Then one weekend in Athens, Georgia, at a local boat club, it was announced at a community picnic that we had a bit of a celebrity in our midst. I will not identify him but he was an internationally known psychologist who had recently published a book concerning psychosomatic illnesses. Since I felt God had been showing me something, I could not wait to approach him with some questions.
I said, “Sir, isn’t it correct that a large part of the medical community today believes that many of the illnesses that people suffer from are the result of a psychological condition mostly brought on to gain attention or sympathy?
As children, when they suffered some sort of ailment, their mothers or caregivers coddled them with intense love. Therefore, as adults, subconscious mechanisms kick in, which are not fully understood, but somehow create very real and sometimes very serious symptoms, sometimes even paralysis?”
He said, “Yes, that is correct. There have been years of documented research to prove it beyond the shadow of a doubt.” Then I asked him an eyebrow-raising follow-up question. “What if I knew of a scenario which exists in the church in America which could reverse that craving for attention which is causing psychosomatic illness?” He responded by asking immediately, “what could that possibly be?” I responded, “Right now there is something called the 'Faith Movement,' whose proponents teach that God wants to heal every form of sickness and disease.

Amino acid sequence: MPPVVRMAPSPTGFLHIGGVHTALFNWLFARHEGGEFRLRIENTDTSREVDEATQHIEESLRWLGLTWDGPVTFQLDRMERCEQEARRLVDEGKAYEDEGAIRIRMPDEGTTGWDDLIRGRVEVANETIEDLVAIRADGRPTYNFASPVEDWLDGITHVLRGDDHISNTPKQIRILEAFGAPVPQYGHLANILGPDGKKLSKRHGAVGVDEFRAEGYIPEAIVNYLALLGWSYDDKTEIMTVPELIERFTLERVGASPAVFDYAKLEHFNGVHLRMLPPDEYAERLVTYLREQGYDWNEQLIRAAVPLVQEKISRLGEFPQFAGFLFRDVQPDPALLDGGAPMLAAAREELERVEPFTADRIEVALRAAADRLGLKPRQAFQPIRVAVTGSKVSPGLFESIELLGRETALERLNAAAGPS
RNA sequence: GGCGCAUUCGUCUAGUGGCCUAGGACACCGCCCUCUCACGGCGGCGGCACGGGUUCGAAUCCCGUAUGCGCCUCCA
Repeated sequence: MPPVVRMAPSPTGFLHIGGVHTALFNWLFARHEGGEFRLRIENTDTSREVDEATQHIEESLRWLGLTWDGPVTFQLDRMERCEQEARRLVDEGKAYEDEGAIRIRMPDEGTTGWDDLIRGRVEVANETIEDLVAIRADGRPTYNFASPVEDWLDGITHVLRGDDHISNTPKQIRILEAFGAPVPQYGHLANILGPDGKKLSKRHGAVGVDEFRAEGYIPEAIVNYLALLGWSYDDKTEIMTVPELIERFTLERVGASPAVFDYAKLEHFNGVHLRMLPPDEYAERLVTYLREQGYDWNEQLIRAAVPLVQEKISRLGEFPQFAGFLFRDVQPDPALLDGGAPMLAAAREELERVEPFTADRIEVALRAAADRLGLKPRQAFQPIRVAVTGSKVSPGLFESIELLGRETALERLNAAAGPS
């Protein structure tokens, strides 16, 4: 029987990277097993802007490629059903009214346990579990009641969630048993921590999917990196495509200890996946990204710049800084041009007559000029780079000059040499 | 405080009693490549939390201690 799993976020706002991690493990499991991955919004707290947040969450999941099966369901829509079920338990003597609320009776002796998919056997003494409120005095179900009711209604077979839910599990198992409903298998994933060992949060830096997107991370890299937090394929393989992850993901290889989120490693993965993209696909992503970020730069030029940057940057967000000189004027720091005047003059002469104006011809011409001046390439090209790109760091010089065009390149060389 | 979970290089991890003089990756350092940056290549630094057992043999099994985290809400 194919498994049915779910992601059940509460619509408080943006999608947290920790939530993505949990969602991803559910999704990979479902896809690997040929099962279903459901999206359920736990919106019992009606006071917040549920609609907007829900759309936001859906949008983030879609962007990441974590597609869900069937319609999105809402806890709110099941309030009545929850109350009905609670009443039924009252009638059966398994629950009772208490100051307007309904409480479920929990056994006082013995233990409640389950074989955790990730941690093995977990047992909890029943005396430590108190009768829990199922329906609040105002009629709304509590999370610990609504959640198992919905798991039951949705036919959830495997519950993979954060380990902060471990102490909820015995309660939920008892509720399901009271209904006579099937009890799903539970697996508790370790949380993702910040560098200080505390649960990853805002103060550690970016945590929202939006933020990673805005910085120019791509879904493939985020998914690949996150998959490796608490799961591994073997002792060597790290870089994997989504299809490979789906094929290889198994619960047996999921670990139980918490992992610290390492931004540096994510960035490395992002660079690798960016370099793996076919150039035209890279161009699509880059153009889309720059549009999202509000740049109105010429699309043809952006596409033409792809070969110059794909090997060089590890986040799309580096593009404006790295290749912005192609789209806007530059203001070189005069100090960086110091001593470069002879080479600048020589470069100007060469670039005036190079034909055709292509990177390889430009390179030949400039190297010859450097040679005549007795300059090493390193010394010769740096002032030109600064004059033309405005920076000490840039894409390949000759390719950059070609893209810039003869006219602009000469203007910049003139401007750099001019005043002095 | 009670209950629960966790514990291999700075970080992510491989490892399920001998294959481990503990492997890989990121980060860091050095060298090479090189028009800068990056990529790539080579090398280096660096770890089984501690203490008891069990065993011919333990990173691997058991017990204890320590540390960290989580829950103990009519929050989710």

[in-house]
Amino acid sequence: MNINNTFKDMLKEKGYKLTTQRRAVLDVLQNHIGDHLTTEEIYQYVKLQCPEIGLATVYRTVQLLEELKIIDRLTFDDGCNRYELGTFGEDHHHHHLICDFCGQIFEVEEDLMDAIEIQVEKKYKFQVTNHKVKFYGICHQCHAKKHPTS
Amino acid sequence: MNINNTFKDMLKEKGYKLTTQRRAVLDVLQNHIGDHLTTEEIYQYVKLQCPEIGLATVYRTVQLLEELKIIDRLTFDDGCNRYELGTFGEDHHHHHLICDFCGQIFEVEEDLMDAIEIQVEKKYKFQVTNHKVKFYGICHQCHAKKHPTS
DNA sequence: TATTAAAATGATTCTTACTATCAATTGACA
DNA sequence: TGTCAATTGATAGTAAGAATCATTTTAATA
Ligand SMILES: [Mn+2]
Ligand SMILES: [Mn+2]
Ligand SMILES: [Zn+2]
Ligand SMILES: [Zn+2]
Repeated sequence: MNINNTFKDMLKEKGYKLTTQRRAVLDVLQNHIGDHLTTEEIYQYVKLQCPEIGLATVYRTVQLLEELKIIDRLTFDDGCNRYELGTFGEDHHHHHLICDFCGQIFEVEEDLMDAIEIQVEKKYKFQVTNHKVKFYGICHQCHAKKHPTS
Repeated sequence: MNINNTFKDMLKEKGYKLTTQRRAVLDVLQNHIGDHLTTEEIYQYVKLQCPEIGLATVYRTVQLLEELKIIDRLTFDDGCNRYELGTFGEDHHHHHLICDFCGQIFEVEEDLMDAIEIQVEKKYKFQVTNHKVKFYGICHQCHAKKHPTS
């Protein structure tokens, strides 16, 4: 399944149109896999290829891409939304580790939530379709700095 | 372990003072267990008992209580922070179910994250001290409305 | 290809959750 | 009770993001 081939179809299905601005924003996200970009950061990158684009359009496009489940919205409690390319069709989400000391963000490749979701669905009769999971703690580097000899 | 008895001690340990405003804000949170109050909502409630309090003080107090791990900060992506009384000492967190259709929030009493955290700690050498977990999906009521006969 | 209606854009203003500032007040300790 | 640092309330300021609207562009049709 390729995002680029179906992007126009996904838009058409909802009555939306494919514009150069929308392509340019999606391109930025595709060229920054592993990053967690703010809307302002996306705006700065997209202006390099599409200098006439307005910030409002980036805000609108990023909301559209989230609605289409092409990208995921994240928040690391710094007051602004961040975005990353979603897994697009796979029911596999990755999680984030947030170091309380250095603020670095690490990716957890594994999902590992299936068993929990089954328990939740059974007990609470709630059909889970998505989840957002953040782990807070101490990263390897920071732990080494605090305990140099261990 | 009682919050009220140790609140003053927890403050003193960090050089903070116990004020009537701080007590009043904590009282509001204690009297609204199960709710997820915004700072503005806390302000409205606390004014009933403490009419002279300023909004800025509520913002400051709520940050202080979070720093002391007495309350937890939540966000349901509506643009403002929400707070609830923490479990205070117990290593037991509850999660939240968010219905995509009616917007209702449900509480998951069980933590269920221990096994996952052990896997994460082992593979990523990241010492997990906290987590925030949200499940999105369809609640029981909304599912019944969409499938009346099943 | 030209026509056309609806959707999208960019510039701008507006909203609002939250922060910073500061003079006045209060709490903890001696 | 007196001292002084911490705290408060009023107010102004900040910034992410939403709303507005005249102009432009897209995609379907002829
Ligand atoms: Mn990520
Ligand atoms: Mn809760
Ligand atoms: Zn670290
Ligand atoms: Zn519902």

They tell their followers that there are certain formulas and scriptures, which a true believer can learn, and that if they follow these formulas, everyone can be totally healed. They further teach that all sickness is an attack of a demon. I suspect that this theory could be the reversing agent to the whole psychosomatic illness attention-seeking syndrome.
Proponents then explain away the cases of any individuals who are not healed and are presumed to have 'secret sin' in their life. The result of this teaching is that psychosomatic sicknesses no longer gain positive attention and sympathy but instead are viewed negatively and cause sufferers to be shunned. In theory, then, whatever clicks in the brain causing the illness could 'unclick' and 'voila', a psychologically induced 'miracle'!" The author immediately commended the possibility.
Let us never forget that Jesus warned his disciples that some last days “miracles” would be so convincing that true followers of Christ could be deceived. Just as Moses’ serpent devoured Pharaoh’s serpents, we must be confident that when God does work any type of a miracle, it will far outshine anything that man or the devil can conjure up.
Rev Nolan J Harkness is the President and CEO of Nolan Harkness Evangelistic Ministries Inc. since 1985. He spent most of his adult life working in youth ministry. He also felt the calling of Evangelist/Revivalist and traveled as the door was open holding evangelistic meetings in churches throughout the Northeast. His website is www.verticalsound.org.